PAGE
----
A fleet of green minibuses forming a new ‘on-demand’ service within the West of England will hit the streets this summer as part of a £3 million plus investment.
Passengers in ‘zones’ across the West of England will be able hail a ‘WESTlink‘ minibus by using an app on their smartphone, visiting a website or by phoning up.
The minibuses will be unrestricted by a timetable. Ticket prices will match the recently reduced fares on West of England buses.
Clever technology will use algorithms to best join up several people’s needs, combining them into one trip to get passengers to where they need to be as efficiently as possible.
The service will run between 7am-7pm Monday-Saturday.
The minibuses will run in zones designed to get people to key transport corridors where they can then pick up another bus or train.
The scheme is being funded by the West of England Combined Authority predominantly using money secured from government through the Bus Service Improvement Plan. This money cannot be spent on existing services with taxpayer subsidy but instead must be invested in services that are innovative and new.
The minibuses will be in large swathes of North East Somerset, South Gloucestershire and parts of Bristol including Windmill Hill, Knowle, Brislington and St Anne. Within this overall area, there will be local zones. Passengers will be able to use a WESTlink in their local zone to link up to their local main routes.
It is hoped that smaller minibuses will be more attractive to drive and train on than traditional large buses – allowing bus companies to recruit more drivers at a time of unprecedented and acute bus driver shortages.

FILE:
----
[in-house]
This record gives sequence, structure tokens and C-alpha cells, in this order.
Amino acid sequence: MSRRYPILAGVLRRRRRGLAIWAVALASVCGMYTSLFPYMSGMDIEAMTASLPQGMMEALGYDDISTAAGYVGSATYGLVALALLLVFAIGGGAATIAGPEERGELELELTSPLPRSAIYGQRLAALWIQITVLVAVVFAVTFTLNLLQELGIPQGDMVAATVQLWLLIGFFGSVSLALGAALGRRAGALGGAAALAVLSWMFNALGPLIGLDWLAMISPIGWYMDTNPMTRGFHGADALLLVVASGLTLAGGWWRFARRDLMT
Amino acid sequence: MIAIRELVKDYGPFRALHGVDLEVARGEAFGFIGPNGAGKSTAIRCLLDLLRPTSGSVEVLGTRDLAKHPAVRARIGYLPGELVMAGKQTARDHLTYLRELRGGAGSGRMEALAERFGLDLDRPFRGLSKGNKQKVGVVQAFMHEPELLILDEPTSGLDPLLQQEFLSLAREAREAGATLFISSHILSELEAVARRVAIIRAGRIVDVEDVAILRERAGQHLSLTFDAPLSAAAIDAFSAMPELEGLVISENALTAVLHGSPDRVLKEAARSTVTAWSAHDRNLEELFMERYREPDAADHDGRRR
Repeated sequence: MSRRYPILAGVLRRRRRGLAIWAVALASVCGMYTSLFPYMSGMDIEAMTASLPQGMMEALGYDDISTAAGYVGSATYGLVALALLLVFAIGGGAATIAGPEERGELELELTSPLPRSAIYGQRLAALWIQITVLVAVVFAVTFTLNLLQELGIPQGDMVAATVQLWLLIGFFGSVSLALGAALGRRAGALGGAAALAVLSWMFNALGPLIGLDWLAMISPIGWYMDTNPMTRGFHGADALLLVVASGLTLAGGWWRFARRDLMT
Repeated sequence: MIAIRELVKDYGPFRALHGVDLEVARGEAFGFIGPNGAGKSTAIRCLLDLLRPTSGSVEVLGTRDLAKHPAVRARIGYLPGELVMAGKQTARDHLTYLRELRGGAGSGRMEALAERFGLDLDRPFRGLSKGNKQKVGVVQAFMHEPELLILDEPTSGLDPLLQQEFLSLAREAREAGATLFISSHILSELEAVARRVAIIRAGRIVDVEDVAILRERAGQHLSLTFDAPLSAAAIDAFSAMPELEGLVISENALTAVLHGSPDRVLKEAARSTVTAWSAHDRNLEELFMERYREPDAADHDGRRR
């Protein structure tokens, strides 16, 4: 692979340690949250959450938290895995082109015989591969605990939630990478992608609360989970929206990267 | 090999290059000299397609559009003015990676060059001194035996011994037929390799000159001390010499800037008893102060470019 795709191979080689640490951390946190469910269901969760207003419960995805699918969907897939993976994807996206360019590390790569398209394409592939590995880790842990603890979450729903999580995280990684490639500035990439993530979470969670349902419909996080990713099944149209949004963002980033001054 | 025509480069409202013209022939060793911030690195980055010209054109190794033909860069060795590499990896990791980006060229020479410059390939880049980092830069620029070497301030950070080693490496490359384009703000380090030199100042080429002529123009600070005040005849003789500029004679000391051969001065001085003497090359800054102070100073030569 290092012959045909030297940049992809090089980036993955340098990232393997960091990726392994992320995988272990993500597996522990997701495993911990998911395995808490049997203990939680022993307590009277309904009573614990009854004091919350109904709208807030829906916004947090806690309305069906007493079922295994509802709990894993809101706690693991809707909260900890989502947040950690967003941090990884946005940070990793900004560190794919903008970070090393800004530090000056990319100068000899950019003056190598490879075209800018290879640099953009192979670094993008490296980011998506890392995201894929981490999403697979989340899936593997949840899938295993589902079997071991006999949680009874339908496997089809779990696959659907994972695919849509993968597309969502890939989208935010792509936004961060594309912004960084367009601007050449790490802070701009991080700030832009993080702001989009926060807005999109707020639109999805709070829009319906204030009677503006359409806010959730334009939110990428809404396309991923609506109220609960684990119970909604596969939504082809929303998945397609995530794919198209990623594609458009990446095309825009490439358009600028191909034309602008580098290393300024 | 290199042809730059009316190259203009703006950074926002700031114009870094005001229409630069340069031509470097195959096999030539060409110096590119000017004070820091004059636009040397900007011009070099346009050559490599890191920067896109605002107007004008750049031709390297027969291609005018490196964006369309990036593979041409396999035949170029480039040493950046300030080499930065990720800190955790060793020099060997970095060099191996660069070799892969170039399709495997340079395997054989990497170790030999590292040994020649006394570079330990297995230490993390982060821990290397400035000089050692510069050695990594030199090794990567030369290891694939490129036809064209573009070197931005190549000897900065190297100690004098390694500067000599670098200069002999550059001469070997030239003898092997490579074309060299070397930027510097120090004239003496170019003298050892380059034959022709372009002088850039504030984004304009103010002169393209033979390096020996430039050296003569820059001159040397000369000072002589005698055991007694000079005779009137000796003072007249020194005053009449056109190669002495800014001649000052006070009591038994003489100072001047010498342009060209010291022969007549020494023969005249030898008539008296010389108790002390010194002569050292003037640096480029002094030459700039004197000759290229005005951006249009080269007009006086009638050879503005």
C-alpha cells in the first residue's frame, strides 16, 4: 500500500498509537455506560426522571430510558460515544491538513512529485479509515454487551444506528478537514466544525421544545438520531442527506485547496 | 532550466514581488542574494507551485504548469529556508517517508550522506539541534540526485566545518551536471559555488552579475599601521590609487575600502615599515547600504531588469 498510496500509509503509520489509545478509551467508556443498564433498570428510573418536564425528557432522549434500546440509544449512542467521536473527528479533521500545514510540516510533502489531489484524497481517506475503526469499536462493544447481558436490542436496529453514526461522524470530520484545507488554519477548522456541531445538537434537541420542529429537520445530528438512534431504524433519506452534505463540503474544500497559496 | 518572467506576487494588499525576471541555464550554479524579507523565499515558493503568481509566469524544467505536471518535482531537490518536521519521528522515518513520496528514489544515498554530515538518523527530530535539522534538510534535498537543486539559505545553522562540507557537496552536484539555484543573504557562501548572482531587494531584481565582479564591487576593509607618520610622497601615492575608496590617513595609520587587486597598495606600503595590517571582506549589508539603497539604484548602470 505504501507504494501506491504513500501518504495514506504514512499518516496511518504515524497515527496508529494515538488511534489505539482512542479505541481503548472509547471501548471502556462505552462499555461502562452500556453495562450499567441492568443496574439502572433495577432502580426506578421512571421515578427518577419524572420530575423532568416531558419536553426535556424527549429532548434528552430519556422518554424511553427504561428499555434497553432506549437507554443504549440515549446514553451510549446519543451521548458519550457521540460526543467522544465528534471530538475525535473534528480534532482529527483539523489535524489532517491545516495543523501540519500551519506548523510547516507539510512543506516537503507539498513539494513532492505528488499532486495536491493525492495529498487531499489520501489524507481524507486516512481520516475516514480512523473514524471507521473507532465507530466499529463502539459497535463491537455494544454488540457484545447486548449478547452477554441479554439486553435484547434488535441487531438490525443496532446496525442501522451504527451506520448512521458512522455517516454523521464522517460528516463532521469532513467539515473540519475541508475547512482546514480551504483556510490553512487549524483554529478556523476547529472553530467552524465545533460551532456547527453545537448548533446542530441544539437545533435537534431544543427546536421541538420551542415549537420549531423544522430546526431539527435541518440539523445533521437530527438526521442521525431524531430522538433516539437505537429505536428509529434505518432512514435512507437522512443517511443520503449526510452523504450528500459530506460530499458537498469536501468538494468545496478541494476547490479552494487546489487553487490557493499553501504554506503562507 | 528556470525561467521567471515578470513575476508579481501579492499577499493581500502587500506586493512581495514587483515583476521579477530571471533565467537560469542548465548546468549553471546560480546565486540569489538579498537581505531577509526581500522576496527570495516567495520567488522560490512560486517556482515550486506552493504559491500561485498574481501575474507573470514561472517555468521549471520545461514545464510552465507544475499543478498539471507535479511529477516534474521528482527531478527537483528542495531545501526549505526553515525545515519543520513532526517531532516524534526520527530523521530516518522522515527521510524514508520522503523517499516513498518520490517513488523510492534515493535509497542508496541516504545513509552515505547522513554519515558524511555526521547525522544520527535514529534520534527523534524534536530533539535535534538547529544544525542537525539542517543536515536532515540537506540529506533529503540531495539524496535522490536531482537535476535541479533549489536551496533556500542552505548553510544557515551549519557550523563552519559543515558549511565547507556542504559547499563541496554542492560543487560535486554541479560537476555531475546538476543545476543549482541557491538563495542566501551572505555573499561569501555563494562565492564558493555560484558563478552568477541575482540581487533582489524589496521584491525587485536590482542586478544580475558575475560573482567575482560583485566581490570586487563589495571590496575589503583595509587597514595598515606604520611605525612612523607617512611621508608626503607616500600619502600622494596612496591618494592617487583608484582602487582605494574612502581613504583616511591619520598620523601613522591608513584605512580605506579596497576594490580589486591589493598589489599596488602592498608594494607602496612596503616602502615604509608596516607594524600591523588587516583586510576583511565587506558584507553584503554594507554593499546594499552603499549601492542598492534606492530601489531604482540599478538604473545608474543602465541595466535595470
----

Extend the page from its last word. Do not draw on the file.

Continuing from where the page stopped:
While a national problem, the West of England currently has a shortage of over 250 bus drivers which has put existing bus routes under immense pressure, with services reduced or even cut over recent months.
Crucially, the use of minibuses means drivers can be trained more quickly than for a large traditional bus as they don’t need a PSV licence. It also allows the more efficient use of existing drivers qualified to get behind the wheel of larger double-deckers. This will aid services on the busier routes where there are more passengers wanting to travel but who need to be confident of more frequent and reliable services.
West of England Metro Mayor Dan Norris said: “Everyone knows the buses don’t currently work as well as we need them to, so it’s time to try something new.
“I know change is difficult and people will be concerned about other cuts to supported bus services funded through local councils. But WEST link will provide a much-needed new public transport option to help people get out and about to their destinations.
“I hope we can encourage many people to use WEST link as a feeder service to connect to more high frequency bus or rail services. It should also provide access to a wider range of destinations and support local travel essential to many communities.
“The status quo doesn’t work, and many individuals and communities are suffering. For those impacted it is a really big deal so things must improve. We also need to encourage more people out of their cars if we’re going to meet our vital and ambitious 2030 net-zero targets.
“Revamping busses at a time of such horrendous driver shortages is going to be really tough, but change is essential if we are to get our bus services back on track and thriving in the future.
“These important changes will be disruptive, take time, and we will have to learn lessons as we work hard to get things right, but I urge people to try WEST link and embrace this positive opportunity to shape our transport future for the better”.